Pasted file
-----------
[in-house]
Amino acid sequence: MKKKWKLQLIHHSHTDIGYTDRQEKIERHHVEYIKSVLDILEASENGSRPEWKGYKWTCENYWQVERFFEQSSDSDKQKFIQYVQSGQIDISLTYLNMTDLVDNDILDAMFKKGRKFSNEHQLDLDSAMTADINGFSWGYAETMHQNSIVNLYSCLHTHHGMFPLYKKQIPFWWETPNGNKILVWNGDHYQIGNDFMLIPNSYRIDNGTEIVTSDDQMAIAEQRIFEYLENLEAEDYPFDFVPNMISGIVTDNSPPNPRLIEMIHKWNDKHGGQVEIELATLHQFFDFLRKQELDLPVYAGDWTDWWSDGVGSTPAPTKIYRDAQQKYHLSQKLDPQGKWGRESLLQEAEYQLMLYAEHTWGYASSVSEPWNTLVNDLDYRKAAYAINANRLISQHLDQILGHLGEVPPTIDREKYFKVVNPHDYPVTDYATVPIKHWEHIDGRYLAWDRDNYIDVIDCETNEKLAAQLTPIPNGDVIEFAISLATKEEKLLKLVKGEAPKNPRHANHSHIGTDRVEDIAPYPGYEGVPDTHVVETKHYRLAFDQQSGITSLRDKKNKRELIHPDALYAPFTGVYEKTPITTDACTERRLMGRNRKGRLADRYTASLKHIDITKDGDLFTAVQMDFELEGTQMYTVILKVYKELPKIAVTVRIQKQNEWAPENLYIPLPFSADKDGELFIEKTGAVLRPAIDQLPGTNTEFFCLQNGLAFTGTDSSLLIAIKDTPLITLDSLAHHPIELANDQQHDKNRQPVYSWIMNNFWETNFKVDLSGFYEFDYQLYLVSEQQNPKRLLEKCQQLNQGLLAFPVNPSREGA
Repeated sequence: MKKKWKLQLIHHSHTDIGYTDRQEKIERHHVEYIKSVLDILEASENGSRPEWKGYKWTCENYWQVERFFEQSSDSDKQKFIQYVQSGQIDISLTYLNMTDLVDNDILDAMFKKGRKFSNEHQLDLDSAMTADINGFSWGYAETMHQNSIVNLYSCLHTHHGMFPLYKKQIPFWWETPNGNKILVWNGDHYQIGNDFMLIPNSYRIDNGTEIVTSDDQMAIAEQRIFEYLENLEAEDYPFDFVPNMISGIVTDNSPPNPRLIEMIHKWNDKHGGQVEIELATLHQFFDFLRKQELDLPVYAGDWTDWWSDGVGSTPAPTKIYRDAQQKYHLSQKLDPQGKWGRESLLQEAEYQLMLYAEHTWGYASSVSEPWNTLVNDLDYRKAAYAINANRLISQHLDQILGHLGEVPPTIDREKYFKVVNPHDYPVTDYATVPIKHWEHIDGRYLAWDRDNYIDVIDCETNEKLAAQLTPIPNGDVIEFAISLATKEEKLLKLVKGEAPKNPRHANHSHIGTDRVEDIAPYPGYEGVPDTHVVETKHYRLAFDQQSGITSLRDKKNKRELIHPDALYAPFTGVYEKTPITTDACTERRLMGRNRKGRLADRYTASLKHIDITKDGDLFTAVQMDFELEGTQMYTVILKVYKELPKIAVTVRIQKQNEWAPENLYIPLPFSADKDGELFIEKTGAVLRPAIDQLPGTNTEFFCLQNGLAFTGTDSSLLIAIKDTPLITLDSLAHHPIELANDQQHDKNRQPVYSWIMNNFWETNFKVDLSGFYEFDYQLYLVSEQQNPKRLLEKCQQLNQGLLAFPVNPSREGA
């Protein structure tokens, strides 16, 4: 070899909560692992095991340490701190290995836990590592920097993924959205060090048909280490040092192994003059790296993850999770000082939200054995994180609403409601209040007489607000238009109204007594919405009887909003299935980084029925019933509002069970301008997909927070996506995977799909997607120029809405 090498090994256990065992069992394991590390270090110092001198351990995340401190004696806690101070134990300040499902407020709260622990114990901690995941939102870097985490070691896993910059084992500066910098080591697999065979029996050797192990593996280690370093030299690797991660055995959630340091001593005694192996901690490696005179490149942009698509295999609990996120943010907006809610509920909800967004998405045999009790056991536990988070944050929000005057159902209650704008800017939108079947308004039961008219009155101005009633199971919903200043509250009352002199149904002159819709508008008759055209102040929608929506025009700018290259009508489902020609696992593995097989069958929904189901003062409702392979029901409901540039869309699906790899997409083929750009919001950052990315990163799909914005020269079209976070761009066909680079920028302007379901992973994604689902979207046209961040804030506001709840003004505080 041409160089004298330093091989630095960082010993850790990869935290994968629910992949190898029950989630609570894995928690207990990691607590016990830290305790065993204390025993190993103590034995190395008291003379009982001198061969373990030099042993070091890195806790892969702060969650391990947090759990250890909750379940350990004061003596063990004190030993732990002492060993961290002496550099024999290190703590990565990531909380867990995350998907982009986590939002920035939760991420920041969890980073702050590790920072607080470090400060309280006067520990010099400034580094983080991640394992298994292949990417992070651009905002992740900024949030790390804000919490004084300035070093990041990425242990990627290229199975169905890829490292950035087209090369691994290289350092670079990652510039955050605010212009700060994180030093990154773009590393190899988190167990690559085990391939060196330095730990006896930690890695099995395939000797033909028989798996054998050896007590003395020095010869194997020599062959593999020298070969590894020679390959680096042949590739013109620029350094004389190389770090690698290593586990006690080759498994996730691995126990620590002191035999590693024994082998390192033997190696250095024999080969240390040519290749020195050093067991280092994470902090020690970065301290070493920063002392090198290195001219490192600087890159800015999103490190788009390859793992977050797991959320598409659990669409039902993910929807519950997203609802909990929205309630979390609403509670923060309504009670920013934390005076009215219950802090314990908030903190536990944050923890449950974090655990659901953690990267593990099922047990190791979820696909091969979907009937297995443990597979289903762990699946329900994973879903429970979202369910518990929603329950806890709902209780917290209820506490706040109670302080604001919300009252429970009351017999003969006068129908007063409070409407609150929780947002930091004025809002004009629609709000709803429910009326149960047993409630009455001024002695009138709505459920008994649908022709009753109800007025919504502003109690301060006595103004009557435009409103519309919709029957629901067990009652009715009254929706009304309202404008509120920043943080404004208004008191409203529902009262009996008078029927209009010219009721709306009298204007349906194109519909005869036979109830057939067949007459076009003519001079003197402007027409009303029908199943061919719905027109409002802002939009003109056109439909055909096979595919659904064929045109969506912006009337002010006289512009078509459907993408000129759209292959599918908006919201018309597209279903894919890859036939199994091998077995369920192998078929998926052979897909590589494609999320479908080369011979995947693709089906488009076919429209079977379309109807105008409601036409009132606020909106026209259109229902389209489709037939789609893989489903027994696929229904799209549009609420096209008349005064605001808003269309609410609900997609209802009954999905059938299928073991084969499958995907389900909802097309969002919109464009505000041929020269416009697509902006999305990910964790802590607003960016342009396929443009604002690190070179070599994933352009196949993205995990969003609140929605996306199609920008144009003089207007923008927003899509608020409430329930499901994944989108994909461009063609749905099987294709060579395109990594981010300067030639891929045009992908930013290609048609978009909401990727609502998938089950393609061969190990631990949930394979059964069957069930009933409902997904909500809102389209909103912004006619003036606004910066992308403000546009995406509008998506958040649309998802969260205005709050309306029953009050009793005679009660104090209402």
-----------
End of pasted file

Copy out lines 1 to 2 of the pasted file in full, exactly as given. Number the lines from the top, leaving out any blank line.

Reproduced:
[in-house]
Amino acid sequence: MKKKWKLQLIHHSHTDIGYTDRQEKIERHHVEYIKSVLDILEASENGSRPEWKGYKWTCENYWQVERFFEQSSDSDKQKFIQYVQSGQIDISLTYLNMTDLVDNDILDAMFKKGRKFSNEHQLDLDSAMTADINGFSWGYAETMHQNSIVNLYSCLHTHHGMFPLYKKQIPFWWETPNGNKILVWNGDHYQIGNDFMLIPNSYRIDNGTEIVTSDDQMAIAEQRIFEYLENLEAEDYPFDFVPNMISGIVTDNSPPNPRLIEMIHKWNDKHGGQVEIELATLHQFFDFLRKQELDLPVYAGDWTDWWSDGVGSTPAPTKIYRDAQQKYHLSQKLDPQGKWGRESLLQEAEYQLMLYAEHTWGYASSVSEPWNTLVNDLDYRKAAYAINANRLISQHLDQILGHLGEVPPTIDREKYFKVVNPHDYPVTDYATVPIKHWEHIDGRYLAWDRDNYIDVIDCETNEKLAAQLTPIPNGDVIEFAISLATKEEKLLKLVKGEAPKNPRHANHSHIGTDRVEDIAPYPGYEGVPDTHVVETKHYRLAFDQQSGITSLRDKKNKRELIHPDALYAPFTGVYEKTPITTDACTERRLMGRNRKGRLADRYTASLKHIDITKDGDLFTAVQMDFELEGTQMYTVILKVYKELPKIAVTVRIQKQNEWAPENLYIPLPFSADKDGELFIEKTGAVLRPAIDQLPGTNTEFFCLQNGLAFTGTDSSLLIAIKDTPLITLDSLAHHPIELANDQQHDKNRQPVYSWIMNNFWETNFKVDLSGFYEFDYQLYLVSEQQNPKRLLEKCQQLNQGLLAFPVNPSREGA